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Tax evasion is nothing new, questioning its causes is.
Tax evasion is nothing new, questioning its causes is.
Bernard Monassier

-OpEd-

PARIS — Public opinion was outraged, and rightly so, by revelations from the so-called Paradise Papers investigation and the publication, before that, of the Panama Papers. But no one ever questions the root causes of these tax scandals. It's not enough to complain and condemn. We must deal with the root causes of the problem if we are to solve it.

These scandals have three origins. The first is fiscal de-synchronization, and here, governments have the primary responsibility. If Ireland didn't have such a low corporate tax rate companies wouldn't choose to make the Emerald Isle their tax home. Tax dumping is the primary reason for tax evasion. If tax rates were harmonized between the different member countries of the Organization for Economic Co-operation and Development (OECD), no one would try to make a so-called "double Irish with a Dutch sandwich," or anything of the sort.

Therefore, we ought to harmonize tax rates so as to avoid the kinds of ludicrous tax arrangements put together by the GAFA (Google, Apple, Facebook, Amazon) giants and other companies taking advantage of those differences between countries. This tax war will only get worse with Trump's reforms. The United States will become a tax haven compared to other countries in the world. And it's got the European Union worried. But unless they work toward standardizing their tax policies, governments have only themselves to blame.

State representatives protesting tax evasion in Germany in light of the Paradise Papers — Photo: Jens BϋTtner/ZUMA

The second root cause of tax avoidance is that tax rates are often seen as confiscatory. If they were lower, the incentive to make such complex and costly tax optimization arrangements would likely be weaker. Politicians need to understand that beyond a certain level of taxation, taxpayers no longer want to play ball. They feel like the government is robbing them.

If we lower tax rates, there will be less fraud. The effect was visible, for example, when France lowered notary fees from 10% to 6%. As a result, backhanders have virtually disappeared. When taxation levels remain reasonable, they are better accepted. That is why the flat tax introduced by President Emmanuel Macron is an excellent thing. With a flat 30% tax rate on capital gains, there is no longer any interest in defrauding. But with a 60% tax, nobody wants to play the game anymore.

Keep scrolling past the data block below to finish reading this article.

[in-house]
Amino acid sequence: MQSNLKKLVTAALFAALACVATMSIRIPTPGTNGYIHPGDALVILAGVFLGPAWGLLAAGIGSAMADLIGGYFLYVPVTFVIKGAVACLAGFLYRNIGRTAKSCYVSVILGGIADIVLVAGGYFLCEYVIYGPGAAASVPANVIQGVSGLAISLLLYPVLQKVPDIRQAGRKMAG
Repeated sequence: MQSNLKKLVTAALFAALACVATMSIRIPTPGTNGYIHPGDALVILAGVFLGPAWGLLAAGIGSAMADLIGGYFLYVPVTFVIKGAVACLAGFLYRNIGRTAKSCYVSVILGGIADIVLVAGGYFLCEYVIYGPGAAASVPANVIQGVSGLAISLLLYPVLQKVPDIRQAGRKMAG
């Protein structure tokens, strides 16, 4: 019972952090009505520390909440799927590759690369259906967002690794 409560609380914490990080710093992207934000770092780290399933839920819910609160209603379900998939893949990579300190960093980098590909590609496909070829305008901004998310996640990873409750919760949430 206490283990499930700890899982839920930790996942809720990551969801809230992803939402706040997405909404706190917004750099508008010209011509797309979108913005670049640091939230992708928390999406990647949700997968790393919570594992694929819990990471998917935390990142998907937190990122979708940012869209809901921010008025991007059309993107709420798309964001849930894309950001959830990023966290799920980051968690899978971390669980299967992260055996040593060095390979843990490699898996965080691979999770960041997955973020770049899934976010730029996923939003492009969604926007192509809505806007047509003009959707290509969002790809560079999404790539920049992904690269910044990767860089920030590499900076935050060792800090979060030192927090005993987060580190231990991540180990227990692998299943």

The third source of fraudulent fiscal behavior has to do with the value-added tax or VAT. Recent scandals have brought to light the alleged complicity of major French groups in these VAT frauds via the Isle of Man.

There's only one global solution.

By the way, why do Russian billionaires choose to register a number of structures on this British island? They say it's because they don't trust the reality of the rule of law in Russia. Is that true or false? I don't know, but it's worth asking ourselves the question. These oligarchs may not be as pure as the driven snow. But on the other hand, Russia isn't seen as a champion of the rule of law by the international community either.

The taxation of private aircraft is another case of fiscal nonsense. If you buy a tourist plane, the VAT rate is 10%. But if you declare that you're using it for business purposes, there is no VAT. And officially, it's the responsibility of the country in which the aircraft is registered to verify how you actually use it.

The overall point here is that the succession of tax scandals we've seen are the result of heterogeneous global taxation and of tax rates that are sometimes too high. To combat tax fraud and tax optimization, there's only one global solution: tax harmonization.

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This focus on biological sex differences turned out to be woefully inadequate, as a group of Harvard-affiliated researchers pointed out earlier this year. By analyzing more than a year of sex-disaggregated COVID-19 data, they showed that the gender gap was more fully explained by social factors like mask-wearing and distancing behaviors (less common among men) and testing rates (higher among pregnant women and health workers, who were largely female).

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